The Basics of Dominoes


Probably derived from the Latin dominus, the term domino originated as the title of a masquerade mask. It also came to mean a long-hooded cloak worn by a priest. The word first appeared in a 1771 dictionary. It was also used to describe the crude woodcuts on paper that were popular among the peasants of France.

The modern domino game originated in Italy and France in the mid-18th century. It was introduced to England by French prisoners of war in the 1700s. Some countries have their own national dominoes. In most of these countries, the game is still played today. Several Caribbean countries also consider dominoes to be their national game.

The game is played with 28 rectangular pieces. Each piece has a number pips on one side and a identifying mark on the other. Each of these pieces has a different amount of points, which is determined by how many of the same face are present. The value of a piece is the total of the points on both sides.

There are many variations of the game. For instance, some games allow the use of multicolored tiles, while others do not. In some, the winning player is the player who reaches a predetermined target score. Other variants involve a “chip-out” method wherein both partners chip out their tiles. In some, players can add additional tiles to any line. Some versions do not even have wind blowing cards.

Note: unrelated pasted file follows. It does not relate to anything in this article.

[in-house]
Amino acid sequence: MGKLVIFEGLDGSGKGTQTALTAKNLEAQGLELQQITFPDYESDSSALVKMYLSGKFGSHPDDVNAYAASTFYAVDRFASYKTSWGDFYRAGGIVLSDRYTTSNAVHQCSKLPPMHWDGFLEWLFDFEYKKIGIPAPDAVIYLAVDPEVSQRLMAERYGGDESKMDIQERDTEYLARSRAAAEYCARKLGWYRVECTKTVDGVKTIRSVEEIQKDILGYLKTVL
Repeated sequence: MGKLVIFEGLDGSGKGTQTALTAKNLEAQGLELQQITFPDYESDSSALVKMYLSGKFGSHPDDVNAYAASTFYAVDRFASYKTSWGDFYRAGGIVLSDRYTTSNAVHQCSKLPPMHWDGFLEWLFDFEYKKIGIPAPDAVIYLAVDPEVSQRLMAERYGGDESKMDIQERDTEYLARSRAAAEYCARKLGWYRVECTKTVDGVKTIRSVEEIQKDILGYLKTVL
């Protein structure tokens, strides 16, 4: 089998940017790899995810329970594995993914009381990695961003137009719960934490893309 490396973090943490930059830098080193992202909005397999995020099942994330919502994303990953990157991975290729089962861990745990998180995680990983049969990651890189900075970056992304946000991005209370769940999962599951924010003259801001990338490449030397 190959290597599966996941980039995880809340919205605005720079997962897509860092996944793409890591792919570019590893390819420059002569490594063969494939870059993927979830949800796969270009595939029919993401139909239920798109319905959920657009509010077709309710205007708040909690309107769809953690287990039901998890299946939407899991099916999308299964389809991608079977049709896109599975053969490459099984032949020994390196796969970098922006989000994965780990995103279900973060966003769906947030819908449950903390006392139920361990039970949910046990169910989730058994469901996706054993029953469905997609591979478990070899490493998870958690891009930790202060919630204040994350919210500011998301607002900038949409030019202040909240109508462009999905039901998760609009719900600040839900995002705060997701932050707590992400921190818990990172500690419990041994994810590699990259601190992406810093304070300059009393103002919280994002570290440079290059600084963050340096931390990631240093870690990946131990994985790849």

The game is played by two to four players. The first player draws a domino from a pile of seven tiles. The second player then draws a tile from the same pile. The third player then plays a tile. The fourth player then plays a tile. The fifth player then plays a tile. Each player then takes a turn to add a domino to the platform.

In this version of the game, each player tries to reach a predetermined target score. The most basic dominoes variant is called the “standard” dominoes game. The first tile is typically double-six. The second tile is a vertical six, the third is a horizontal six, and the fourth is a 5-5. The fifth tile produces an open end of a 4 and 5. The last tile is the “odd” or “misleading” one.

There are some other variants of the game, including “concentration” and “trick-taking.” In this version, the first player draws a domino, and then has to use his or her heaviest hand to determine who lays down the first piece. The other players then take turns linking their pieces.

In “standard” dominoes, the most important rule is to play your tiles when you can. For some players, this means when you can knock out the other players. For other players, it means when you can place your dominoes in such a way that they can be stacked in a row. In other variants, the most important rule is to play when the other player can chip out.